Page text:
Contrary to all available evidence, there is plenty of gaming and casino news out there, both in Las Vegas and in the world—all you need is the patience to stalk and capture it.
Recently, for example, the leading contender in Japan’s race to build a series of “Integrated Resorts”—Osaka—delayed its plans to award the contract and begin construction of its IR. And perhaps purely by coincidence, MGM’s “Japan guy” Brian Sandoval has moved on to pursue other opportunities, as the HR people like to say.
And the sale of the Tropicana in Las Vegas last Friday slipped under most radars, as did the legalization of sports betting at Washington state’s tribal casinos. As somebody almost said once: “The news is out there.”
Osaka’s Plans for “Integrated Resort” Forced to Reschedule
Plans to open an “integrated resort” (IR) near Osaka have been adjusted due to travel restrictions in both Japan and the United States. MGM Resorts International, along with its local partner ORIX, was the only remaining applicant to build the IR after the withdrawal by Genting Singapore and Galaxy Entertainment Group.
The delay means the integrated resort may not be able to take full advantage of an opening concurrent with the 2025 World Expo to be held in Osaka. Osaka says it still intends to open the resort in 2026 and insists that the delay is, at most, six months.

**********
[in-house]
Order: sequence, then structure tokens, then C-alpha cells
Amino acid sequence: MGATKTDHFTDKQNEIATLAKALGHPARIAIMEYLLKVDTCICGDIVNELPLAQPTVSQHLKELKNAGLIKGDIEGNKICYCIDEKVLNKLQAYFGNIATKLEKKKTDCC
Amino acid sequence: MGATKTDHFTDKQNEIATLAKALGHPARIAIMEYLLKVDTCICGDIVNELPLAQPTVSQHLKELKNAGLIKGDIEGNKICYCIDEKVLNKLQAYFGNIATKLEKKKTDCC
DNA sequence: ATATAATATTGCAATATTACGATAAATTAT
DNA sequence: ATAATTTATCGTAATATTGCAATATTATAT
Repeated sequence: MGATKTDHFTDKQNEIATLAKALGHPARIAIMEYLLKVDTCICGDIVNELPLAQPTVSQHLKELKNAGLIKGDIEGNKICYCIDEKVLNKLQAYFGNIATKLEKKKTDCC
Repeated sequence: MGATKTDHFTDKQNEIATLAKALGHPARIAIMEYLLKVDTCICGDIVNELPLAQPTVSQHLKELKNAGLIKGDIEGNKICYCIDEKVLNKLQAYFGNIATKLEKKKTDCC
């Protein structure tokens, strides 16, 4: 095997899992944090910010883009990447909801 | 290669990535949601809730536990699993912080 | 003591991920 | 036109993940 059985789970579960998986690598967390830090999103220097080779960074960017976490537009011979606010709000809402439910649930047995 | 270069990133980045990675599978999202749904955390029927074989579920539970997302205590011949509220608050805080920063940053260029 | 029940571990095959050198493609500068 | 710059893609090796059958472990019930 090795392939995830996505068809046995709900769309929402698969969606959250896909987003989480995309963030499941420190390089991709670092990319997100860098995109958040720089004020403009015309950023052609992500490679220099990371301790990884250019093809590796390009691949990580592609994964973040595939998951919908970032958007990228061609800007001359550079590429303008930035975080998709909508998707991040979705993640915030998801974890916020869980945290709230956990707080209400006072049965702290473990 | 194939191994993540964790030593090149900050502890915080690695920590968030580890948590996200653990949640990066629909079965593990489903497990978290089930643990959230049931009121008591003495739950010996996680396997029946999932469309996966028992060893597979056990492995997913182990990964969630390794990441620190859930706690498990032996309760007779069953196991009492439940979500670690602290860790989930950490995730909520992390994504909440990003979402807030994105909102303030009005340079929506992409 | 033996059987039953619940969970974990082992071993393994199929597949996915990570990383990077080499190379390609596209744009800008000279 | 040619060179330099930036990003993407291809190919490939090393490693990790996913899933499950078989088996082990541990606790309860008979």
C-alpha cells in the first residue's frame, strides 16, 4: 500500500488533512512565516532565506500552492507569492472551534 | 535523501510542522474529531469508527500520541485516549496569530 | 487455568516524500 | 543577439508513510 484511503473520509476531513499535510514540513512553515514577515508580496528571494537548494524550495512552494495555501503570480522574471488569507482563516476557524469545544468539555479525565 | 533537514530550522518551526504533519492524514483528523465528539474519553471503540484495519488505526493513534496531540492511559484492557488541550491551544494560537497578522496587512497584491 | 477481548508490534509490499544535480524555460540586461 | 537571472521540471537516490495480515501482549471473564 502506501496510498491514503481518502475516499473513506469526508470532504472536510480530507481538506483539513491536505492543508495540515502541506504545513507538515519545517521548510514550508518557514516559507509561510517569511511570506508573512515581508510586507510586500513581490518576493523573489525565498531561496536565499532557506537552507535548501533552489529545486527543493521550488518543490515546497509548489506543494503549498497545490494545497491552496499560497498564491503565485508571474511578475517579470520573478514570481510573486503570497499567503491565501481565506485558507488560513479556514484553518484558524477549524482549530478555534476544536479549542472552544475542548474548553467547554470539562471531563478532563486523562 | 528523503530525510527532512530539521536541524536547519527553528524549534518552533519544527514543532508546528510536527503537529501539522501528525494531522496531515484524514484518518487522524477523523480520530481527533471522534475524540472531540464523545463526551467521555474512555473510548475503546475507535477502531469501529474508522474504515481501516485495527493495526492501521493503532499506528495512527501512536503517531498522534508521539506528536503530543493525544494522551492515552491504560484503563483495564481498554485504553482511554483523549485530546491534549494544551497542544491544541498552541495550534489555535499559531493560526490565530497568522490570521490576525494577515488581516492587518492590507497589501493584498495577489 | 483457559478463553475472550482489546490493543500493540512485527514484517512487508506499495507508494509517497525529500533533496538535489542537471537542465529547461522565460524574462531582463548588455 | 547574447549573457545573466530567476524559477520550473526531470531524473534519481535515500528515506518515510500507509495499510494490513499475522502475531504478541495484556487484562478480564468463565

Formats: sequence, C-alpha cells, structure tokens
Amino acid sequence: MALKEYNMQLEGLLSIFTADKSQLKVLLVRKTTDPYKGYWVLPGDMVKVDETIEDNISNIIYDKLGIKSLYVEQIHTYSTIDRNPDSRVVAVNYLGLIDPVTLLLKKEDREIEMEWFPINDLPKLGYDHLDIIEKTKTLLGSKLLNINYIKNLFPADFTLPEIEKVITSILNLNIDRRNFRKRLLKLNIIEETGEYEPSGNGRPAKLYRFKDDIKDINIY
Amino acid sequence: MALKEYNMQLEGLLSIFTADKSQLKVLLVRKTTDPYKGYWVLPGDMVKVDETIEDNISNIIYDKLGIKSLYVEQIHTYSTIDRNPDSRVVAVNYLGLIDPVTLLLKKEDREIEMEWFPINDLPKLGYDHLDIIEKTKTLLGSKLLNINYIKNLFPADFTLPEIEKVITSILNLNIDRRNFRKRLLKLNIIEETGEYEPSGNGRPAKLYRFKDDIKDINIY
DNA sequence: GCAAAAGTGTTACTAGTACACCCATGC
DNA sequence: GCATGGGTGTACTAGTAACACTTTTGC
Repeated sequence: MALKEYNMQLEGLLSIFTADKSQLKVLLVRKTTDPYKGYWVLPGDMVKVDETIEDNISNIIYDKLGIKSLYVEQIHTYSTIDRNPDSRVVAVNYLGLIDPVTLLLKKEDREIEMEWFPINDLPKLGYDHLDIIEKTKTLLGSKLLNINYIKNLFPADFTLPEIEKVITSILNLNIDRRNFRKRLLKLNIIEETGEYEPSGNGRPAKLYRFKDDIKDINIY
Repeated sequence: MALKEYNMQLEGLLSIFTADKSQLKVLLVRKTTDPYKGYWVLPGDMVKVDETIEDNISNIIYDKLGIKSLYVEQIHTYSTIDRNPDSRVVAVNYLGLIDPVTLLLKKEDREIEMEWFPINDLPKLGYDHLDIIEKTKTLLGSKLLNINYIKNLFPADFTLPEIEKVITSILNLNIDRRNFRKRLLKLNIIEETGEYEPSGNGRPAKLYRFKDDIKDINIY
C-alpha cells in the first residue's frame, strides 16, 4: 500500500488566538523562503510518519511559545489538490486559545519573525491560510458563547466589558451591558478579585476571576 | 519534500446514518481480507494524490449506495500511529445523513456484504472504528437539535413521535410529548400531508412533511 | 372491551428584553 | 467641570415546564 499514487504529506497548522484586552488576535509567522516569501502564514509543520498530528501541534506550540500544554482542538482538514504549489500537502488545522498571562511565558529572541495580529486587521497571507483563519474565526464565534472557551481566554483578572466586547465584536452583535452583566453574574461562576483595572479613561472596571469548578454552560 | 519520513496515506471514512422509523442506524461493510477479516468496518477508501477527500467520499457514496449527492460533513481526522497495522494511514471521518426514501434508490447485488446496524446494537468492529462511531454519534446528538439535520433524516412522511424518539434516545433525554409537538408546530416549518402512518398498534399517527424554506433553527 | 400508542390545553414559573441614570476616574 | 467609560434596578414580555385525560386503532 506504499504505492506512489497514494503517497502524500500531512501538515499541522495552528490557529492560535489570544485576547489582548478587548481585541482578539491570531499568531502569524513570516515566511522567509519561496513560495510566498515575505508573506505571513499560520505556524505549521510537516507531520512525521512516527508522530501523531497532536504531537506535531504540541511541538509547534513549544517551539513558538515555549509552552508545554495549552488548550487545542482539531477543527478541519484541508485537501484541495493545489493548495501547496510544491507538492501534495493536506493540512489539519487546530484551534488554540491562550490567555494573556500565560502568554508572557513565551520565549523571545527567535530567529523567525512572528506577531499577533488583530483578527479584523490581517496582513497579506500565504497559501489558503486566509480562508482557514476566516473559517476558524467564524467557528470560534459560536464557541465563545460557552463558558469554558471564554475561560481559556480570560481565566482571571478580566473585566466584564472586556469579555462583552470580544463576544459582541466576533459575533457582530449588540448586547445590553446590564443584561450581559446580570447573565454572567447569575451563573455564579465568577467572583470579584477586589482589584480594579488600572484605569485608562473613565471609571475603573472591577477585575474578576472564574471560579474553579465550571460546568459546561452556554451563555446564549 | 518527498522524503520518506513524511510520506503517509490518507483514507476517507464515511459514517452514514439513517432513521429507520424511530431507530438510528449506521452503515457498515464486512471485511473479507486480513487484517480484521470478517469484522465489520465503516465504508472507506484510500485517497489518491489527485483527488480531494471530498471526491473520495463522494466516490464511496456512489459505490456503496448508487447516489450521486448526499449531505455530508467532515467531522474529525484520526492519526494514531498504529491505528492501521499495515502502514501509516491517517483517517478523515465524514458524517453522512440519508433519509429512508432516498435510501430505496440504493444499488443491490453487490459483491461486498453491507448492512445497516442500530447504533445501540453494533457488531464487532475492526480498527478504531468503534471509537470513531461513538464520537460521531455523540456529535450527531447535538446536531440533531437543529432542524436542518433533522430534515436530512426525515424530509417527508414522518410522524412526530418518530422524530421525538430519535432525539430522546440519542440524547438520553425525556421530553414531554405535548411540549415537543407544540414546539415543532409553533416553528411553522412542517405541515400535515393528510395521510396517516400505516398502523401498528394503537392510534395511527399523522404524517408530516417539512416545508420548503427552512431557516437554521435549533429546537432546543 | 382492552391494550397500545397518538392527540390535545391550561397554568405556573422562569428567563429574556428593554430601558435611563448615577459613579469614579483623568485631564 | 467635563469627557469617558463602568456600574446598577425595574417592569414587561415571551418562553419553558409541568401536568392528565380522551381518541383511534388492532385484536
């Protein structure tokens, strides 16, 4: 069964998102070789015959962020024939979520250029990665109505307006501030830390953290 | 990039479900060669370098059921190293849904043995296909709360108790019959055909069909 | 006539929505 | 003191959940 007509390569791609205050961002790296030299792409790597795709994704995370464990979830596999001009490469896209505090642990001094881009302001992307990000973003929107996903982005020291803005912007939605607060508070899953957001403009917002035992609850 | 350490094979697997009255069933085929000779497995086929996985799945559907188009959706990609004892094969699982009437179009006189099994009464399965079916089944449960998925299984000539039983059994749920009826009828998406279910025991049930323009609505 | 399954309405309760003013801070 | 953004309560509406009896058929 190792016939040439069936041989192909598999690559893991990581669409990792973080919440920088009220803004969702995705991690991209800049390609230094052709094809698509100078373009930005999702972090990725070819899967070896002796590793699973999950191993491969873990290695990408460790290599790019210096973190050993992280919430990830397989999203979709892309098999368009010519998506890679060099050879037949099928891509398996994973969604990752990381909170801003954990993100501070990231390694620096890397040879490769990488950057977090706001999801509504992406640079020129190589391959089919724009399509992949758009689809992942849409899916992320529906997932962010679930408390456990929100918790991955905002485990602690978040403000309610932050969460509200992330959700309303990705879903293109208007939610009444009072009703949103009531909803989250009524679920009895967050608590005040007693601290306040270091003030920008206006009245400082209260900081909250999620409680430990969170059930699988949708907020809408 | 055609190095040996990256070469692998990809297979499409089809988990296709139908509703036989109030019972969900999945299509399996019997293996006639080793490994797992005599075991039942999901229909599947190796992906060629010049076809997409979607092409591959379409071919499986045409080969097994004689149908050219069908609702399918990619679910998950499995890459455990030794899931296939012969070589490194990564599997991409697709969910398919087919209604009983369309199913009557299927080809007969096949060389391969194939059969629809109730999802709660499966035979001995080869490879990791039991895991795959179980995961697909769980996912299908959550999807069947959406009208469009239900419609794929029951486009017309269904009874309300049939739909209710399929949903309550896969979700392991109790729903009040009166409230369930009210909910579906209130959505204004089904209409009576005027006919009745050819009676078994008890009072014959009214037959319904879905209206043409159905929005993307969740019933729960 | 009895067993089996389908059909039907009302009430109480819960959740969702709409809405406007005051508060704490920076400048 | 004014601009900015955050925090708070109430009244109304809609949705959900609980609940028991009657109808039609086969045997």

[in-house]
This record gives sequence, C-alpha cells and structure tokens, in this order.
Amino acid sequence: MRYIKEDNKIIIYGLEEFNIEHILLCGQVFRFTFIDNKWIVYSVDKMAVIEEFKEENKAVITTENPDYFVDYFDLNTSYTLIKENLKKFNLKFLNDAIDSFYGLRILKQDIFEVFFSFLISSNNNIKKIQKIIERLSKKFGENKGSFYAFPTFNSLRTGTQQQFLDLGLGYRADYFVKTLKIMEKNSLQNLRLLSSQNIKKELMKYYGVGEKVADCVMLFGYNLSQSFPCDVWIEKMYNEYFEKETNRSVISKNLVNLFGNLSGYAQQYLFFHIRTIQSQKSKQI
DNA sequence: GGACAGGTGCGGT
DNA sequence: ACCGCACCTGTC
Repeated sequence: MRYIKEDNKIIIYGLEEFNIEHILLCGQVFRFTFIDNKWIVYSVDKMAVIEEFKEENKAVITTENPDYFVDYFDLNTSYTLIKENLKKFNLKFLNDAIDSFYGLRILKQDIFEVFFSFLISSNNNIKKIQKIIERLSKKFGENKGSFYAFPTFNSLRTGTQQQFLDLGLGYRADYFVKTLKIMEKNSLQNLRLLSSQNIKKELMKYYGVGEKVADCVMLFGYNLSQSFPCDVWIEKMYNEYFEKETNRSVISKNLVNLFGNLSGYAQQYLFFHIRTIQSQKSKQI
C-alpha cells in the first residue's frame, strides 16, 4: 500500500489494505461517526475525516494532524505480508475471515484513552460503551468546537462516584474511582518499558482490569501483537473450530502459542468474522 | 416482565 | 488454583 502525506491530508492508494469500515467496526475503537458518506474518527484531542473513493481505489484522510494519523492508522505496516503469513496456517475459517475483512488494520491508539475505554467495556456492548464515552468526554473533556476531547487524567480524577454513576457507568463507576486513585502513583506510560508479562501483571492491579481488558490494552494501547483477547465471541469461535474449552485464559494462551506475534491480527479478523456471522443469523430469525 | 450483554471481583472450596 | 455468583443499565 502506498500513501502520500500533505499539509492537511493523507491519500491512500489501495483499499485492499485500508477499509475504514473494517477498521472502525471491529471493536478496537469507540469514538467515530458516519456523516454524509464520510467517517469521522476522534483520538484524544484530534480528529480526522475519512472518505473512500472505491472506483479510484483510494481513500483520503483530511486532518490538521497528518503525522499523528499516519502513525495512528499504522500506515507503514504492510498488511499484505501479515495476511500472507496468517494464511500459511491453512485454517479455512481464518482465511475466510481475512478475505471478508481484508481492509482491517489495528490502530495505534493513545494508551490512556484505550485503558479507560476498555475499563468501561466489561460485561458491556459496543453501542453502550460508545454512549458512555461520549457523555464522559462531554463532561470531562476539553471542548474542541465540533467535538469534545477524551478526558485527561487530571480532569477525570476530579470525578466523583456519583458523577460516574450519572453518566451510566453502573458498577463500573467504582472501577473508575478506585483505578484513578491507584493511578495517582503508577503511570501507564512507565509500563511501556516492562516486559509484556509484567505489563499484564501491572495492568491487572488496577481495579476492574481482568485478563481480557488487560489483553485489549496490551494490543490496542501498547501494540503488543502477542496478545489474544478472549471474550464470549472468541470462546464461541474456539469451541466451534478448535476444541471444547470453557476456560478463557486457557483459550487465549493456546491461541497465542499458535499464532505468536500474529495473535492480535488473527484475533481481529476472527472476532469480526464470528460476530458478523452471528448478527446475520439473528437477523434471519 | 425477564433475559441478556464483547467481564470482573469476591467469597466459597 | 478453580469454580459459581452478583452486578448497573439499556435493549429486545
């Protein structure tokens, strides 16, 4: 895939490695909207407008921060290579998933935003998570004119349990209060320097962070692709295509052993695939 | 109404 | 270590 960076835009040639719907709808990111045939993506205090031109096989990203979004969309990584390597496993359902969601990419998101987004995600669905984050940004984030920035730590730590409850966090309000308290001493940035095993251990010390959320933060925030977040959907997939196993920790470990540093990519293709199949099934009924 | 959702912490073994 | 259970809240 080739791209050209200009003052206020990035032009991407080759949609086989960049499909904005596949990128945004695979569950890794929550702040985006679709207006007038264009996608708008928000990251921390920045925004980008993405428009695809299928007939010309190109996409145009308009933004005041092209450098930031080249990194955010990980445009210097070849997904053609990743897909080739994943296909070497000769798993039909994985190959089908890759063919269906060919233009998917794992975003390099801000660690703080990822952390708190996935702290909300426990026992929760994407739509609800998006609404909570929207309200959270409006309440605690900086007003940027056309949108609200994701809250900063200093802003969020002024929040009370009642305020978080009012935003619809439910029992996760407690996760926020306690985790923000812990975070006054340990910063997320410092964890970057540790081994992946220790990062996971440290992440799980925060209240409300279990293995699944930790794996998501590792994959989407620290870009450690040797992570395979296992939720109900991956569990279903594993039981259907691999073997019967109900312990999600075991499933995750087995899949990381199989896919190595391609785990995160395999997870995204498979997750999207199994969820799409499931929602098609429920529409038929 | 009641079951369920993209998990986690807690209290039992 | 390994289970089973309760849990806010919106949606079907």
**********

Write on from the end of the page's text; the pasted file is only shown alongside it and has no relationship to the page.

In a move that is hard to describe as purely coincidental, Brian Sandoval, MGM’s President of Global Gaming Development, has left that position to apply for the position of President of the University of Nevada, Reno, of which he is a graduate. Sandoval’s post at MGM was primarily focused on pursuing the Osaka IR contract.
Sandoval has done stints as Governor of Nevada (two terms) and served as chairman of the Nevada Gaming Commission. Additionally, he has served as the state’s Attorney-General. During his tenure as Governor, he led trade missions to various Pacific Rim nations. While Governor, Sandoval was one of the first politicians to come out in favor of legalizing internet gambling and retail as well as online sports betting.
Tropicana Las Vegas Sold
In a move in keeping with rival MGM’s “asset-light” strategy, Penn National Gaming (PNG) sold the Tropicana Las Vegas Casino Hotel Resort on March 27, 2020, to a company it created a few years ago, Gaming & Leisure Properties, Inc. The deal closely mirrors various MGM sale-leasebacks such as Bellagio, MGM Grand, and Mandalay Bay.
Under the terms of the sale, Penn National Gaming will continue to operate the Tropicana while paying rent to Gaming & Leisure Properties, which purchased the Tropicana’s physical property and real estate for a reported $307.5 million—much less than the $360 million PNG paid to Tropicana shareholders for the iconic Strip property back in 2015.
Real estate investment trusts (REITs) have become something of a craze in Las Vegas and other gambling destinations because they allow the gaming company—in this case, Penn National Gaming—to concentrate their areas of expertise in day-to-day gaming and hospitality operations, while a landlord concerns itself with the maintenance of the physical structure.